Thursday morning, untold numbers of people who invest in the stock market through the Robinhood app got an unpleasant surprise. The app informed them via instant message that they had canceled buying GameStop stock (symbol: GME). These individuals had not, in fact, canceled their buys. Robinhood canceled them, but pushed the action of canceling onto the customer.
Ironic, given Robinhood’s claims about its reason to exist.
Robinhood might amend that to “Let the people trade…as long as our hedge fund backers want them to.”
The unilateral cancelation of GME buys rocked the price and is not sitting well. Users have filed a class-action lawsuit against the app.
— Lydia Moynihan (@LJMoynihan) January 28, 2021
Discovery is going to be interesting.
This is all in response to the Reddit r/wallstreetbets collective action to buy stock in the struggling but popular video game seller GameStop—to wreck the hedge fund Melvin Capital, which stood to gain on GME’s stock price falling. Melvin had overleveraged itself betting on that stock’s decline. Driving GME’s price up to new heights would put Melvin in a major and potentially catastrophic bind while potentially making the stock’s buyers very rich if they bought it at about $6 per share and it rocketed up into the hundreds. Most of the buyers from the r/wallstreetbets brigades were buying the stock fractionally via Robinhood, which bills itself as a free stock trading app. How free is it? Perhaps the class-action lawsuit will get to the bottom of that.
Trading stock on the belief that its value will rise or decline is perfectly legal. But unilaterally stopping people from trading, in order to shore up another hedge fund’s reported bailout of Melvin Capital, and impacting the value of the stock in question, might not be.
Melvin has reportedly been shored up by an investment from another hedge fund, Citadel Securities. Here’s where things get sticky. According to The Week:
Robinhood has framed the decision (to unilaterally stop the trading) as a way to “help our customers navigate this uncertainty” in its blog post. The Verge meanwhile noted one hedge fund suffering amid the GameStop surge was Melvin Capital Management, which another hedge fund, Citadel, has since bailed out. Citadel’s founder is Ken Griffin, who also founded Citadel Securities, a big investor in Robinhood that also works with TD Ameritrade and Charles Schwab.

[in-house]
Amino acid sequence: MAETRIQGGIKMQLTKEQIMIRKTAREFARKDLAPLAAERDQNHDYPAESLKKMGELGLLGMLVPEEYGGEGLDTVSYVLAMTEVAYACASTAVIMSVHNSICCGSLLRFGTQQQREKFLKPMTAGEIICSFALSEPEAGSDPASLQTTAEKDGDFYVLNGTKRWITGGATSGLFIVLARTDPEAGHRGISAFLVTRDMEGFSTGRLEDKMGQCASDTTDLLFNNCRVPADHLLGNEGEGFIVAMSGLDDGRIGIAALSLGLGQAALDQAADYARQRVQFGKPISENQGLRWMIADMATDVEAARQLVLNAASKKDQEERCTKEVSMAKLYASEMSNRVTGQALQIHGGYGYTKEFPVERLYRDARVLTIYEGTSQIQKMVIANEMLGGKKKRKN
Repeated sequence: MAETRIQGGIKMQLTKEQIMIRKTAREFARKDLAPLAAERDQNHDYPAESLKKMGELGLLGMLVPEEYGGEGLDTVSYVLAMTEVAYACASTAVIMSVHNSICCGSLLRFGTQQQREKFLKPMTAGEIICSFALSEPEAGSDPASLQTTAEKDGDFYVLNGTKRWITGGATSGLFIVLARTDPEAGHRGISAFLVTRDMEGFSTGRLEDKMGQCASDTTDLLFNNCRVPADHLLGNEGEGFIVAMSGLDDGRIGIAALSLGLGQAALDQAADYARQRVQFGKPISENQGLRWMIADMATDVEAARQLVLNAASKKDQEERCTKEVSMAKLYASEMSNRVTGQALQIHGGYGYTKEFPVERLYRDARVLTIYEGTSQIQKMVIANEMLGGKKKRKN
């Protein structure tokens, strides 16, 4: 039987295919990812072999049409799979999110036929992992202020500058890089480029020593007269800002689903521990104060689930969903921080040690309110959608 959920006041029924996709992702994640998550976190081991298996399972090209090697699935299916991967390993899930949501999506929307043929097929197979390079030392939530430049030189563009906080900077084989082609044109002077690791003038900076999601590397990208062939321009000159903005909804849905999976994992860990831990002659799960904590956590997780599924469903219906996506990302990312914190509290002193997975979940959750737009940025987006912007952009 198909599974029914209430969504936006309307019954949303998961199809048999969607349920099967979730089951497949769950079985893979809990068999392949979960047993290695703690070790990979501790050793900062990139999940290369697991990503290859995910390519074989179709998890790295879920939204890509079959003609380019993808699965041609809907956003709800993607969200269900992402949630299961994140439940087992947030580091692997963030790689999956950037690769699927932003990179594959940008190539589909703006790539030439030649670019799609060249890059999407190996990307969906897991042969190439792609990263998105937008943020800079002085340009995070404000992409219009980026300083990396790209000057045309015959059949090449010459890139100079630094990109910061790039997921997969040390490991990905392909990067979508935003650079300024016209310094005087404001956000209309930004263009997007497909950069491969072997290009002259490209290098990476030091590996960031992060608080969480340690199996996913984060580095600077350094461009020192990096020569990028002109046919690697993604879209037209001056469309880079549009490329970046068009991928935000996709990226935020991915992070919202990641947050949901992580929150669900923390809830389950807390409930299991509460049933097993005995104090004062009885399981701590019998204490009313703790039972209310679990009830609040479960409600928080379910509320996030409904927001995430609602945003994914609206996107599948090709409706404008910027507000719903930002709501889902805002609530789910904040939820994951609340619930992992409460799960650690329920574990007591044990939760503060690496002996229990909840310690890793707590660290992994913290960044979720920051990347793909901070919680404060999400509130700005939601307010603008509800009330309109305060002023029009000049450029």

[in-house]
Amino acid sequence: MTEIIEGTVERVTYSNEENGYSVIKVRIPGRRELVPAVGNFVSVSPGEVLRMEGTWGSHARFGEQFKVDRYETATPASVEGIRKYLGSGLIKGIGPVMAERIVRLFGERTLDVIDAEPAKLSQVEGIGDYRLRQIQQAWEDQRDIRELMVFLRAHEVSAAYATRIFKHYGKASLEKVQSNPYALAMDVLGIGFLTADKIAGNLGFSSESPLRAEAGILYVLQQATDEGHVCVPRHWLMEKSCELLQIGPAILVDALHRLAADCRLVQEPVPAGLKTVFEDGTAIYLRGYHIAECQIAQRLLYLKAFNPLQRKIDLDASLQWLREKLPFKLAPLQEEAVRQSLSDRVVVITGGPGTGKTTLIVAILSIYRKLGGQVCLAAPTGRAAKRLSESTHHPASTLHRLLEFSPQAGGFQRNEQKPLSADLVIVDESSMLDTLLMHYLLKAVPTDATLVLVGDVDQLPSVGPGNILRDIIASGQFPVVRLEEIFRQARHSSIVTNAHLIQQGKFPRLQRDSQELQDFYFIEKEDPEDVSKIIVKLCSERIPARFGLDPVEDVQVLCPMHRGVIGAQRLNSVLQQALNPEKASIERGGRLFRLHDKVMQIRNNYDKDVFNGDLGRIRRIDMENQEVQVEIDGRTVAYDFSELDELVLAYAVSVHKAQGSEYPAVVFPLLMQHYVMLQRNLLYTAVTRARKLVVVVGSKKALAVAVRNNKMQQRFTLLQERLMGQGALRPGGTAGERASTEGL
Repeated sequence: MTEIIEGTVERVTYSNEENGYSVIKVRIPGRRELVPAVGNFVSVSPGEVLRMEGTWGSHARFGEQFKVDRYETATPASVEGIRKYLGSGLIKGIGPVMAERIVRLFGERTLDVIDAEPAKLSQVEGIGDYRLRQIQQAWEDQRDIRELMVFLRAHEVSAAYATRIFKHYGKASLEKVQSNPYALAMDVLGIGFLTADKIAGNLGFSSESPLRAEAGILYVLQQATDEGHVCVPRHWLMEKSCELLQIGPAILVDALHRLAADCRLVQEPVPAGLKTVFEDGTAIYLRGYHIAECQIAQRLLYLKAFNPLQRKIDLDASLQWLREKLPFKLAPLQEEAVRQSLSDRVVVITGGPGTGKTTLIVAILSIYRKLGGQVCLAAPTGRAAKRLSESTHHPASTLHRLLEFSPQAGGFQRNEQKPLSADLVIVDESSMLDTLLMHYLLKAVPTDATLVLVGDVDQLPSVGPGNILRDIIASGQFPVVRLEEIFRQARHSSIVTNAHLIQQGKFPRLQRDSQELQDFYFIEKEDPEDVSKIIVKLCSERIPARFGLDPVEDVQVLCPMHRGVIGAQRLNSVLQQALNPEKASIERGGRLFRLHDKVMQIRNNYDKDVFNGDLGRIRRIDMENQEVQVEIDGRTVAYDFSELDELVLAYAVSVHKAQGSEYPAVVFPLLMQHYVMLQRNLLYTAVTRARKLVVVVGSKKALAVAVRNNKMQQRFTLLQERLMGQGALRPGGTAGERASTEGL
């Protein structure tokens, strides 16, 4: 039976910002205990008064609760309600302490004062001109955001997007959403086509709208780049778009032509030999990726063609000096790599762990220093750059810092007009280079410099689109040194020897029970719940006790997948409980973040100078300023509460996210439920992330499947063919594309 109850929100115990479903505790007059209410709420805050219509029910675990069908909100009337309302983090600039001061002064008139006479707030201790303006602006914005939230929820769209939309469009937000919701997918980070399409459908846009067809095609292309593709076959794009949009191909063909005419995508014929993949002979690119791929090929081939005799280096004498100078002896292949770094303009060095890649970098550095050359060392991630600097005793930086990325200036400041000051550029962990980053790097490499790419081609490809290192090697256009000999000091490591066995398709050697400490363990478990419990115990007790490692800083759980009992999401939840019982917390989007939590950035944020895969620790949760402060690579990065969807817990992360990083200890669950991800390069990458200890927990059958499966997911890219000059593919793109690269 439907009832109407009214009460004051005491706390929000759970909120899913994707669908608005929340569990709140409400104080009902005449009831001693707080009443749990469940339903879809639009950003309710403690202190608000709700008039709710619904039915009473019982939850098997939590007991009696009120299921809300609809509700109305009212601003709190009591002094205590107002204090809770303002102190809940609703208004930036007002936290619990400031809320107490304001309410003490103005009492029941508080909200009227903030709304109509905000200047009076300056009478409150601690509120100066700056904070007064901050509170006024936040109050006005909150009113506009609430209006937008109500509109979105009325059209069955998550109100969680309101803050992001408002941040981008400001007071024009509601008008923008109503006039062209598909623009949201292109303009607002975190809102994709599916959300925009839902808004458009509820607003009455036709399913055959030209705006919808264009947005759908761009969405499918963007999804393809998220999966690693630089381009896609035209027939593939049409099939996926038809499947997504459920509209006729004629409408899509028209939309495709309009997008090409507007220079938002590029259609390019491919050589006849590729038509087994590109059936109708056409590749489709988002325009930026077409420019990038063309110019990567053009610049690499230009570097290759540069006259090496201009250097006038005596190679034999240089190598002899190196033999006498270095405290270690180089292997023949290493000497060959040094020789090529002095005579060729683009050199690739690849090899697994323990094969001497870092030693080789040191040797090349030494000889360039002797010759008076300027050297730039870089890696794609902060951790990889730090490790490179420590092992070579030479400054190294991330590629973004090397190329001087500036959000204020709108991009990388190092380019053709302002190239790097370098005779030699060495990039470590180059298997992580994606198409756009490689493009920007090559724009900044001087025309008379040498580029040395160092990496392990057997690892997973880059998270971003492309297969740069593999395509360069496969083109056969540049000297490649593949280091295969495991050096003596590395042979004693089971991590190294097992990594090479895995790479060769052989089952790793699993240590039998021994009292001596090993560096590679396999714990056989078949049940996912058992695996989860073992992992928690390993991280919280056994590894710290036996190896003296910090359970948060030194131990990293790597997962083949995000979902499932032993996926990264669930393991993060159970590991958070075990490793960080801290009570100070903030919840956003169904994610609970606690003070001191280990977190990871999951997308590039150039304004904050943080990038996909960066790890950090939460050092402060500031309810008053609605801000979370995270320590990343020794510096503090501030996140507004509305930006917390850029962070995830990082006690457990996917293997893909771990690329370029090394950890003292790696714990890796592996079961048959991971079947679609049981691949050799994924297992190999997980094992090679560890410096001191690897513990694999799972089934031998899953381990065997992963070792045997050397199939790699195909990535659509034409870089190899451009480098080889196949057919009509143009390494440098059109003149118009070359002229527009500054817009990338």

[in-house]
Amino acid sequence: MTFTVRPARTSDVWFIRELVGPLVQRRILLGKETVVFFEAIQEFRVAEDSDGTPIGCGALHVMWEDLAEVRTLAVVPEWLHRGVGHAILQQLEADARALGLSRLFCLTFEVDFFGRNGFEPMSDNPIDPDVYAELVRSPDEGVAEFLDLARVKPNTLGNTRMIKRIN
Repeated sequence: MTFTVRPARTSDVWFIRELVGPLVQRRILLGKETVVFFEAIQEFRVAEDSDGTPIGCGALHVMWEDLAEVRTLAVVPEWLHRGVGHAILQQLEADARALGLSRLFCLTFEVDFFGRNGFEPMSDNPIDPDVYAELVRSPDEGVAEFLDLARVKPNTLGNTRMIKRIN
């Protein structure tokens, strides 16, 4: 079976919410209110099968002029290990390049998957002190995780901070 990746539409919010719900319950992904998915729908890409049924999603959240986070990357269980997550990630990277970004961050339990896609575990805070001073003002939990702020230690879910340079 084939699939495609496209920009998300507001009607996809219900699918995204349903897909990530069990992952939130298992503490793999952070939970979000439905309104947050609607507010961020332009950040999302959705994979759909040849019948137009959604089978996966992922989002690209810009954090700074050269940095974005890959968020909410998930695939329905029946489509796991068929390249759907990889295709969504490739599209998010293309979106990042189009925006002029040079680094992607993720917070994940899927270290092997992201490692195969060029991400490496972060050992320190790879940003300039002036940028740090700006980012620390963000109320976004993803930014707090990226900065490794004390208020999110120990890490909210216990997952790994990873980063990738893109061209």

The messages Robinhood sent to blocked buyers didn’t help anyone navigate anything. They merely said, incorrectly, that the buyer had canceled the buy. Robinhood had canceled the buy. Why and on whose behalf?
Things get even stickier. On Wednesday, a reporter asked White House spokeswoman Jen Psaki about the GME stock trading. Psaki attempted to deflect by reminding us that America has its first woman Treasury Secretary (Janet Yellen) who is “monitoring the situation.” Unusually, there was no Psaki promise to “circle back.” That’s flak-speak for “I don’t know but I don’t want to say ‘I don’t know’ so I’ll say I’ll get back to you in a way that sounds smart and trendy.”
Narrator voice: It’s neither smart nor trendy. It’s already been exposed as a crutch.
Psaki’s punt may have put the Biden administration in a bind with her short-sightedness.
It turns out that America’s first woman Treasury Secretary Janet Yellen has a big financial link to all this. Politico reported on it back when Yellen was nominated to her post:
Yellen, the former chair of the Federal Reserve, brought in nearly $1 million giving nine speeches to Citi alone. She earned more than $800,000 speaking to Citadel, a hedge fund founded by the Republican megadonor Ken Griffin. She also spoke to the law and lobbying firm Pillsbury Winthrop Shaw Pittman.
There’s a lot packed into that little paragraph, such as the incestuous uniparty that crosses R and D lines to fund, enrich, and often protect its own. It doesn’t think highly of the rest of us. The r/wallstreetbets folks have designs on changing that with a peaceful protest of Wall Street and hedge fund short shenanigans that destroy businesses and jobs. It’s an app-driven way of occupying Wall Street, without all the feces and unpleasantness that accompanied the last Occupy Wall Street movement. They bought the stock and clutch it with diamond hands to force Melvin Capital into treacherous financial waters, and make honest money for themselves.
Frankly, it’s hilarious. Elon Musk seems to think so.
— Elon Musk (@elonmusk) January 26, 2021
What did Yellen know about all this, and when, and what was the outcome of her “monitoring” the situation? Who instructed Robinhood to halt trading of GME by the people, which caused the stock to plunge from its high before recovering and stabilizing?
If all that looks like market manipulation — locking buyers out from purchasing a stock with their own money and of their own free will, therefore causing a price to fall, and helping shore up an overleveraged hedge fund with serious political connections, while telling ordinary people they’d done something they hadn’t — well, you’re not in the uniparty.
Robinhood billed itself as a people’s platform, a way the poor could buy fractional stocks and trade their way into a bit of riches. But it may be that Robinhood has been unmasked as the sheriff of a rotten, rigged system.